Thanks John....You're right...It's not all "Tiger Money" for the guys who are chasing the dream.
I know that golf attracts a broader demographic but, I'd like to see the numbers.
Still, there's so much more overhead for a Pro race team. Takes a lot of $$ just to get that team from place-to-place every week.
 

Luke Nieuwhof

Nitro Member
Thanks John....You're right...It's not all "Tiger Money" for the guys who are chasing the dream.
I know that golf attracts a broader demographic but, I'd like to see the numbers.
Still, there's so much more overhead for a Pro race team. Takes a lot of $$ just to get that team from place-to-place every week.
2017 Summernationals was a record at the time with 1.6m, I can’t see anything higher since in my quick googling - https://www.nhra.com/news/2017/nhra...ions-show-most-watched-broadcast-nhra-history

In comparison, the US Masters had 14m people watch the final round in 2015.
So their TV audience is enormously valuable. As also mentioned, the sport has more diversity than drag racing. Advertisers want to be able to change the behavior of the people they are advertising to, and boomers who are rusted-on to product choices are a difficult lot to do that with.
 

Under_Pressure

Nitro Member
I have often thought of that dichotomy as well- in terms of money in the sport vs. barrier to entry, golf has got to be near the top. Which also, of course, means that it is unbelievably difficult and competitive to get to those levels where that money can be had.

Like any product, the value of a sport to sponsors it is worth what someone is willing to pay (based on perceived value), and not based on how much it costs to produce. Say you have a foot race and a formula 1 race on TV- both have a million people watching, and audience demographics are the same. On paper, each of those is worth the same amount of money to an advertiser, even though one costs almost nothing to stage while the other has a half billion dollars worth of equipment on the track, tons of support personnel and facilities, greater danger to participants, etc. None of which matters to an advertiser- they just know they are willing to pay x dollars for y eyeballs in z demographic, and don't really care what it takes for you to get them.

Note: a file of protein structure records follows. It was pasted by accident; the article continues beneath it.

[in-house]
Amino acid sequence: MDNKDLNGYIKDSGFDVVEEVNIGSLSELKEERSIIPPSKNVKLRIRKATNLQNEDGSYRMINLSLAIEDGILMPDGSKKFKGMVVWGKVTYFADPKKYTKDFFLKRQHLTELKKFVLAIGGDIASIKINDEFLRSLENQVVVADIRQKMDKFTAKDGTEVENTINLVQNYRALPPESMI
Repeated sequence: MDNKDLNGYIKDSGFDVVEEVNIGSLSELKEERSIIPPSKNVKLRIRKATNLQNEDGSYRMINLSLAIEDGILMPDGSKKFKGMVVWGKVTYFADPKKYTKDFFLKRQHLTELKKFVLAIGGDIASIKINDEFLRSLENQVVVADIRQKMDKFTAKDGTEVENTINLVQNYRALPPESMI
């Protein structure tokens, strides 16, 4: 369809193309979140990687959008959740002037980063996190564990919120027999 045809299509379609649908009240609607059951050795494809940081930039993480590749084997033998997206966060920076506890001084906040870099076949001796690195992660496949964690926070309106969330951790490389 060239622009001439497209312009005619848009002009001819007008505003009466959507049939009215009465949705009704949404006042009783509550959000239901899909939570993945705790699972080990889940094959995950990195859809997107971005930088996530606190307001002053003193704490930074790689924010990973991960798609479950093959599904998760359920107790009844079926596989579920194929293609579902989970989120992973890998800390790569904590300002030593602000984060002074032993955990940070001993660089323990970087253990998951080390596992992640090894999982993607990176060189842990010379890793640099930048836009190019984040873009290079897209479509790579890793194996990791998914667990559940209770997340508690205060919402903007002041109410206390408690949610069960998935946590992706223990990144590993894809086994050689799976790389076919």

Golf is also somewhat unique in that a large proportion of the audience for the professional game actively participates in the sport, often quite seriously. And golf is an equipment-centric game. Thus, there is a huge incentive for equipment companies to get the best players to use/endorse their products. While the amount of equipment money being thrown around has cooled with golf's recent contraction and the withdrawal of Nike from the hardgoods segment, there are still millions and millions of dollars pumped into the sport from that alone. "Win on Sunday, sell on Monday" still carries quite a bit of weight in the golf equipment world.
 
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camaro

Nitro Member
I've always been perplexed by Golfs popularity. It is very well sponsored with top line Advertisers, every tournament (PGA,LPGA, and seniors) event is televised on major networks and claims big ratings and the guy that comes in 50th place makes 75k ??? Yet in all my years, I've never witness this popularity in person . Every sports talk TV & radio show might spend 20 seconds, discussing the weekend results and internet sites might give it a line, way down in the 'other news' section, but that's it. I've never in all my life overheard or participated in a conversation about the pro Golf tournament over the weekend. Maybe i just don't get out much and just never run into a pro golf crowd, but based on its described popularity i would think i'd see more paraphernalia, magazine covers, bumper stickers, etc that keep pace with this popularity.
 
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Notch1320

BerserkoBob
Nitro Member
Come down here to So. Florida and you'll see how big golf is. I don't watch it on TV but when it's on my local sports bar is packed with golfers. I don't know the actual numbers but I remember reading somewhere that there's almost 100 golf courses in Palm Beach county.
 

dr flames

Nitro Member